Zionism

Guest Post: Chris Trotter?s dark reading of Israel?s dilemma

Sheree Trotter

Guest Post: Sheree Trotter is Te Arawa. She is the co-founder of Shadows of Shoah and a Ph.D candidate at the University of Auckland. This article was first published 19/01/17 on Shalom Kiwi

 

 


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Facebook says it is OK to call someone a “stinking lousy Jew”

Facebook has become evil. They are allowing anti-semitic comments that attack people.

Tiffany Gabbay writes at Truth Revolt:

A months ago I posted to my public Facebook page?a brief blog?I’d written on the wave of stabbings, slashings and car rampages (known in Israel as?the Silent Intifada, or Knife Intifada) currently?tearing through Israel.

Soon after?a Facebook user who, from what I could tell, seemed to be affiliated with the far-right Hungarian group?Jobbik, replied with an illiterate and?anti-Semitic comment: “shut up stinking?lousy jew.”

For a split second, after reading the?comment, I was taken aback: this is what my father –?who fled Islamic persecution in Baghdad and later fought in Israel’s War of Independence — had?warned me about?my entire life. This is why he forever cautioned against letting strangers know who we?really were:?Jews.

My father?immigrated to the United States precisely to escape this kind of bigotry in all its greater and lesser incarnations,?and moreover, to ensure that his children would never fall victim to it.?Whether?a?seemingly?”harmless”?anti-Semitic slur,?or as?deadly as an Arab army, he had good cause to be leery.

I never thought myself naive.?I know anti-Semites exist. I write about them all the time. I grew up hearing stories of how my father and his family staved off an angry Islamic mob that tried to burn them down in their home?during the?Farhud; of?how he’d experienced?atrocities during the 1948 War that don’t bear repeating here, for their horrifically graphic nature. How could I be surprised by the?single?comment of a deranged person hiding behind a computer screen? ?? Read more »

So what is Zionism and why has the UN censored an exhibit about it?

Zionism is about indigenous people’s desire to return to their country of origin. Specifically Jewish people.

Imagine that most of us were thrown out of New Zealand after a war and our land, houses and businesses were all taken over by Australians rendering us all nationless. Imagine the loss of our identity as a nation and how that would feel. Now imagine that the name of our country was changed to reflect the new occupiers and New Zealand was claimed as part of the State of New South Wales and Australian territory. Would our desire to come back generations later be racist? If our return made us the majority again would our desire to rename our country New Zealand be racist? Unbelievably the UN has decided that Zionism is racism and have censored an exhibit about it.They even have deemed the displays about Israeli Arabs and?Jerusalem to be ‘inappropriate’. With this in mind I have included a couple of examples of these allegedly inappropriate displays so that you can form your own conclusions.

History is a strange thing considering that it was the UN who gave Israel back to the Jewish people in the first place! If that isn’t supporting Zionism I don’t know what is.

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Face of the day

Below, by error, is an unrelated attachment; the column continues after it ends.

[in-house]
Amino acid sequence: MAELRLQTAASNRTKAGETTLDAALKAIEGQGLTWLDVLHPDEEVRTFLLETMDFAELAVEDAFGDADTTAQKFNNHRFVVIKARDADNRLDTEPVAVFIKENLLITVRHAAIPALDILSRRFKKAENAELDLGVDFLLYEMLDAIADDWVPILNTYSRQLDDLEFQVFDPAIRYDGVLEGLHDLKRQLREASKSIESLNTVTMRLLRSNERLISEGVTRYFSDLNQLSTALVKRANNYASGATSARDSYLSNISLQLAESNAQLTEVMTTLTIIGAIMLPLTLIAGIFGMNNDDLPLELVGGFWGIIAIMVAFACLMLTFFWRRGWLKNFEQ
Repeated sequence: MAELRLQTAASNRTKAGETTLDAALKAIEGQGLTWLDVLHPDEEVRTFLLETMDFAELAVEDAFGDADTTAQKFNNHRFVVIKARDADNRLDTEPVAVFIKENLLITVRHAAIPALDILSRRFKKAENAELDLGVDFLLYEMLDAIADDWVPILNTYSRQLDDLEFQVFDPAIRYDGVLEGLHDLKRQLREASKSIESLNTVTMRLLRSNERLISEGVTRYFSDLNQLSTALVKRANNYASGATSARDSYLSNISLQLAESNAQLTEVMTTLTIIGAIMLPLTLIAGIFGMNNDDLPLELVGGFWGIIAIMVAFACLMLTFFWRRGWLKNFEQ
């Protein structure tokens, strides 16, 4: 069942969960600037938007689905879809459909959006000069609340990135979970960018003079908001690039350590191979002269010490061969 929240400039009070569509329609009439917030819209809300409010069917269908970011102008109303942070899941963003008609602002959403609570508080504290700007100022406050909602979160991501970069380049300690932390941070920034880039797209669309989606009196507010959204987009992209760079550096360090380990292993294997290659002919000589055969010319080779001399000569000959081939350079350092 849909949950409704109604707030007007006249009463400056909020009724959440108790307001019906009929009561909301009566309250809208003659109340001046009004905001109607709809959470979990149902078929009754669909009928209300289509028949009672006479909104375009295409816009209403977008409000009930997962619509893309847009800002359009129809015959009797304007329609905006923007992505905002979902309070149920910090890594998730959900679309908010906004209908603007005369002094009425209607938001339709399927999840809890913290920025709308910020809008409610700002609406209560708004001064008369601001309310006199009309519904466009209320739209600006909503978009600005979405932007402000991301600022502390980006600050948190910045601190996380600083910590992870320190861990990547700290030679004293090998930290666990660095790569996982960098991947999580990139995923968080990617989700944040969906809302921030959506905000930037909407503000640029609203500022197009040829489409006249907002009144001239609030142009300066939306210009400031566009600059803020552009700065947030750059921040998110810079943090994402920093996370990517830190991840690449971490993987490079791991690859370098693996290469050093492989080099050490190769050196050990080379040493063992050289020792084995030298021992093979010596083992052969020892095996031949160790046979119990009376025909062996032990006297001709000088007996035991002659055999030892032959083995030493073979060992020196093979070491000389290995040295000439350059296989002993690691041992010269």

Mayim Bialik

Actress Mayim Bialik told Facebook users that if her Zionism causes them not to want to follow her on social media, ?By all means don?t.? PHOTO- kveller.com

Actress Mayim Bialik told Facebook users that if her Zionism causes them not to want to follow her on social media, ?By all means don?t.?

Jewish actress Mayim Bialik took to Facebook…to condemn those boycotting?her on social media due to?her pro-Israel beliefs.

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Face of the day

Chloe Valdary. Photo: Canada Israel Friendship Association

Chloe Valdary. Photo: Canada Israel Friendship Association

Today’s face of the day is Chloe Valdary who is a consultant for the Committee for Accuracy in Middle East Reporting in America and a fellow at the Lawfare Project. I came across a hard hitting article she wrote about the student organisation SLP ( Students for Justice in Palestine ) and I just had to share it with you all.

The student organization Students for Justice in Palestine (SJP) is prominent on many college campuses, preaching a mantra of ?Freeing Palestine.? It masquerades as though it were a civil rights group when it is not. Indeed, as an African-American, I am highly insulted that my people?s legacy is being pilfered for such a repugnant agenda. It is thus high time to expose its agenda and lay bare some of the fallacies they peddle.

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Israeli elections are harder to pick than a broken nose

Many pundits are making all sorts of extreme picks for Israel’s elections.

Their electoral system is difficult to come to grips with, but we must remove personality and politics and just look at the numbers.

FiveThirtyEight has provided perhaps the best assessment so far of the state of play in the Israeli elections.

There are two phases to the Israeli election that starts Tuesday. The first: electing some politicians. That?s the relatively easy part to forecast. The second: Figuring out who?s going to govern with whom.

That is what?s really hard to predict.

In the first phase, no party is likely to win a majority of the 120 seats in the Knesset, the country?s parliament. But the two main parties are still jostling to hold the most seats. Likud, the party of Prime Minister Benjamin Netanyahu, is in a tight race for the most seats against the Zionist Union, the center-left leading opposition party.

Based on a local regression of polls since January, it looks like the Zionist Union will win the most seats: about 25, to Likud?s 22. In the following table, we?ve placed confidence intervals around the individual party estimates1 based on poll performance in the prior two elections.

bialik-enten-datalab-israeli-elections-table1